Trading seems to be one of the things that we do naturally. Two hunter-gatherers, one who has caught an antelope and the other has harvested wild honey bump into each other on the way home. Can I have some of that, for some of this? Markets enable strangers to meet each other’s needs. Can the market find a solution for the old age security problem?

Now, imagine a small hunter-gatherer community with a population of two hundred people. Each person lives for two periods, youth and old age, and is endowed with three units of a consumption good, manna from heaven if you like, when young and one unit when old. As per the law of diminishing returns, consuming the first unit yields 20 units of happiness, the second yields 15 and the third yields 5 units. As shown in the table, if each person consumes only their endowment, they enjoy 60 units of happiness. If they can trade so that each person consumes two units in each stage, each person would enjoy 70 units of happiness in their lifetime.

In economics, we tend to look at money like Muthengi. Since money is not of itself productive people ought not hold on it longer than necessary, they would convert it to goats as soon as they are able. Money would be constantly changing hands, lubricating commerce. Why then, is money such a big deal?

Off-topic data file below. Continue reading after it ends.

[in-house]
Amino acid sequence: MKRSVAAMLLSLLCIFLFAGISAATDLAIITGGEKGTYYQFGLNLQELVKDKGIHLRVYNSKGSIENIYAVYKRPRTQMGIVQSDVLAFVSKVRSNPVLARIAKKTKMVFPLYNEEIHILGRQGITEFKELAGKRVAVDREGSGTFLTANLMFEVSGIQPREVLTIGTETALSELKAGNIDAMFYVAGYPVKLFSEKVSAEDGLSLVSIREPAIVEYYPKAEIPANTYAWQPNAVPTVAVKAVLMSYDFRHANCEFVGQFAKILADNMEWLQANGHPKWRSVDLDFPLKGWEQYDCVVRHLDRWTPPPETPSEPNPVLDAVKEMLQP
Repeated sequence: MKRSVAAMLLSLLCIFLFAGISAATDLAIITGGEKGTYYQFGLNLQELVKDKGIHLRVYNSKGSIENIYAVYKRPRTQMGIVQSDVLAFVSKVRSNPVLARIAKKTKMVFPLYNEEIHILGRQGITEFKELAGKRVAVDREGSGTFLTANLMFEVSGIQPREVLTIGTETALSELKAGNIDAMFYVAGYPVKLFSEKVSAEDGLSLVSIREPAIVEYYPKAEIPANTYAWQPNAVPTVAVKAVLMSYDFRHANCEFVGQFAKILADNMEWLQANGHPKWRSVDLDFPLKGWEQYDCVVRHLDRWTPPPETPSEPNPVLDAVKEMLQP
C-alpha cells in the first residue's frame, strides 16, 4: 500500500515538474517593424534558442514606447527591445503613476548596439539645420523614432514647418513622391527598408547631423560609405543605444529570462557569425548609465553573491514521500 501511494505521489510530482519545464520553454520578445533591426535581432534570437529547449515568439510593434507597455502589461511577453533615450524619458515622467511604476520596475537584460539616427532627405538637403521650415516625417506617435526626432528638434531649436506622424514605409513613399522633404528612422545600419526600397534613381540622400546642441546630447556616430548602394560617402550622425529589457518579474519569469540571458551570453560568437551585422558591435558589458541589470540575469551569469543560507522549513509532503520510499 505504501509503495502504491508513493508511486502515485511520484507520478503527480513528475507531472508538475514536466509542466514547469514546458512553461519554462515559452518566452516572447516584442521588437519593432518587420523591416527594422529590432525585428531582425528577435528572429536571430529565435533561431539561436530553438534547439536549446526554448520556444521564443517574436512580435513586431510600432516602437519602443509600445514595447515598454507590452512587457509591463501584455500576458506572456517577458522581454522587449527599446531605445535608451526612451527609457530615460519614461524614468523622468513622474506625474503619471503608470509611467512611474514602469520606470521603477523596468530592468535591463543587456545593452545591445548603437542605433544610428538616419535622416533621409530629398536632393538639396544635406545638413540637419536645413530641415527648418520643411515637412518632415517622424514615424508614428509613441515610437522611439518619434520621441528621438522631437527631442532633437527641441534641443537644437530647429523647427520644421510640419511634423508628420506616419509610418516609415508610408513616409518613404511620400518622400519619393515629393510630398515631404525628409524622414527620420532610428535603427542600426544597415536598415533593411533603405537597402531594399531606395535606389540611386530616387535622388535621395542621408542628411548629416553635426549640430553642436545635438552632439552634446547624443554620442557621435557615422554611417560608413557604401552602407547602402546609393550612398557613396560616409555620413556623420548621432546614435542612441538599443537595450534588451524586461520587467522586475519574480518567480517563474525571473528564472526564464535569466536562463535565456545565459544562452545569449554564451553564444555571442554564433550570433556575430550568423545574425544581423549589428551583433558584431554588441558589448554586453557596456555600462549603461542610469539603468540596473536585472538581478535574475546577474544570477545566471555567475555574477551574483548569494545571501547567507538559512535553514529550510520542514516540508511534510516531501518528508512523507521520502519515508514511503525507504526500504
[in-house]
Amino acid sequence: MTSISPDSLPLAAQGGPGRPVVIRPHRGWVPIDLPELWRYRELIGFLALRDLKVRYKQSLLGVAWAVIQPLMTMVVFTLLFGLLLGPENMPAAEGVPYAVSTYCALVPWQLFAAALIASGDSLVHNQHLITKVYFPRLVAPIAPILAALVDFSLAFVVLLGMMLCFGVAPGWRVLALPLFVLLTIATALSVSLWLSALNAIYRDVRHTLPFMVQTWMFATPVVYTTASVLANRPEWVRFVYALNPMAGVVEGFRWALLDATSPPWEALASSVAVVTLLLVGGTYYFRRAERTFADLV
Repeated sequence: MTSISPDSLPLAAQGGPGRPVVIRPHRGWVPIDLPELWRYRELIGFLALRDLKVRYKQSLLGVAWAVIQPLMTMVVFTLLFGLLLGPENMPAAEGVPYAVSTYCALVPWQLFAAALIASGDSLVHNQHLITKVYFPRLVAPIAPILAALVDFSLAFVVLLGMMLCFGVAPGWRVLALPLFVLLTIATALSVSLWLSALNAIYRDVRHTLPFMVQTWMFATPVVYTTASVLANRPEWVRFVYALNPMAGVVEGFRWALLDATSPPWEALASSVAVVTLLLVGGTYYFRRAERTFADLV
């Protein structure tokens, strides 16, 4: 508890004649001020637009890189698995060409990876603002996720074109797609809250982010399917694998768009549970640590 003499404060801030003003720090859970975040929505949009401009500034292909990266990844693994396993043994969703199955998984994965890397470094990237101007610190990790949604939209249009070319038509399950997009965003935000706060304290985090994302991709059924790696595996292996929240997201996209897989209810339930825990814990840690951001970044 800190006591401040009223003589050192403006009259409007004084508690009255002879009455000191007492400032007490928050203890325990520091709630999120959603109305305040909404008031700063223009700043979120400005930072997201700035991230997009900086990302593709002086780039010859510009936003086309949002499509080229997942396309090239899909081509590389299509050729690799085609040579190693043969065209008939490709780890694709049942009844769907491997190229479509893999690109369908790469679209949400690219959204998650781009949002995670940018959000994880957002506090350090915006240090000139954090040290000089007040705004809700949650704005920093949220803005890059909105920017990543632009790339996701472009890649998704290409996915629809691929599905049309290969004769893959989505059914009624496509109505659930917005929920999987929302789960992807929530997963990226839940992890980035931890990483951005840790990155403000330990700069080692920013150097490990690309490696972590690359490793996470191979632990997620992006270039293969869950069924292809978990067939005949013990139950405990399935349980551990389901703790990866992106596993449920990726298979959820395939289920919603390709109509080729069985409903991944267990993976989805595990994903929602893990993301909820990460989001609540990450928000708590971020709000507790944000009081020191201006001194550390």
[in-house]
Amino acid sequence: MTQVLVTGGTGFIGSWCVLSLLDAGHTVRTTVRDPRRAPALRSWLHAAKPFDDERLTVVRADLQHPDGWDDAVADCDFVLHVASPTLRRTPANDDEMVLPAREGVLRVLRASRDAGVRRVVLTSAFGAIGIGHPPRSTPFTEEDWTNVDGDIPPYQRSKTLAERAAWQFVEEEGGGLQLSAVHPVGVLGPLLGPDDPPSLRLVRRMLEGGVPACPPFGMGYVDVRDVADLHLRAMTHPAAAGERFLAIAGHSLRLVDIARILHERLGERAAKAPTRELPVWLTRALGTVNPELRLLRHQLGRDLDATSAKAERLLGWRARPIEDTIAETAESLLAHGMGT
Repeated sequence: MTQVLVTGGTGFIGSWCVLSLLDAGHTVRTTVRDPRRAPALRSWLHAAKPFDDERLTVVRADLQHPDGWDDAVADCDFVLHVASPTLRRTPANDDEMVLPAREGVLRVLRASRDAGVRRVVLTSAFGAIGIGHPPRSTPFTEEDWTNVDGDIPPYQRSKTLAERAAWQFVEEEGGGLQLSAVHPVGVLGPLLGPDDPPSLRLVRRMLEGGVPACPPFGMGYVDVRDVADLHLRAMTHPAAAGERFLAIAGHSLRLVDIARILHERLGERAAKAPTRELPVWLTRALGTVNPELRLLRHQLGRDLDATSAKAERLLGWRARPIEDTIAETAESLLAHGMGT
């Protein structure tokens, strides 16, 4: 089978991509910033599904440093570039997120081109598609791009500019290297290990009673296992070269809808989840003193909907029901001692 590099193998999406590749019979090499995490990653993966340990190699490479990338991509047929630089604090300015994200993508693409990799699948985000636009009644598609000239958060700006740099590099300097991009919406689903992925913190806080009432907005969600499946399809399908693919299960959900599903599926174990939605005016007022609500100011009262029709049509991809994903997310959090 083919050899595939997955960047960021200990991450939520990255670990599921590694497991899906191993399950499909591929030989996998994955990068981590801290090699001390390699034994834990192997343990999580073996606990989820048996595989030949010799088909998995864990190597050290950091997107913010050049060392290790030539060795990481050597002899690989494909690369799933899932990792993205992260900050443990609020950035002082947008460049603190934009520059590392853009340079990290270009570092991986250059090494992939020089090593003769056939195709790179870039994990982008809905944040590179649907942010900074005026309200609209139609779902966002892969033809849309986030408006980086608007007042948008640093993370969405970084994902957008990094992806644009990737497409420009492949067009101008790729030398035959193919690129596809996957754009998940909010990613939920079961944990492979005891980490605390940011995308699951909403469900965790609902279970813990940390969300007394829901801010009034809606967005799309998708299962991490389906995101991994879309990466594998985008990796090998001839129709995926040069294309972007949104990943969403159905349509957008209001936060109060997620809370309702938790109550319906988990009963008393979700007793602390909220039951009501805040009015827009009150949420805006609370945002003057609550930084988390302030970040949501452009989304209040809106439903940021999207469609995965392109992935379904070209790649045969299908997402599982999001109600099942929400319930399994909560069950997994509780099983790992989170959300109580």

This set up is called an overlapping generations model and is one of two devices that economists use to study long run economic dynamics (the other one is called an infinite horizon model). It was formulated by French economist Maurice Allais and refined by Paul Samuelson in a seminal 1958 paper titled A Consumption Loans Model of Interest with or without the Social Contrivance of Money. My set-up here conveys the gist of Samuelson’s model but the formulation and parameters are my own.

If the community can find a way to trade, everyone will enjoy 10 more units of happiness.  One way of thinking about this is as an increase in life expectancy from 60 to 70 years. The problem with this trade is that it cannot be conducted bilaterally, peer-to-peer if you like.  The young can support the old today, who will then die. For their own old age security, they will need the support of the next young generation which is as yet unborn. However, if society were to device a voucher, a receipt if you like, that is given to each prime-age adult in exchange for giving up one consumption good unit to support an old person, they can trade vouchers with the subsequent generation.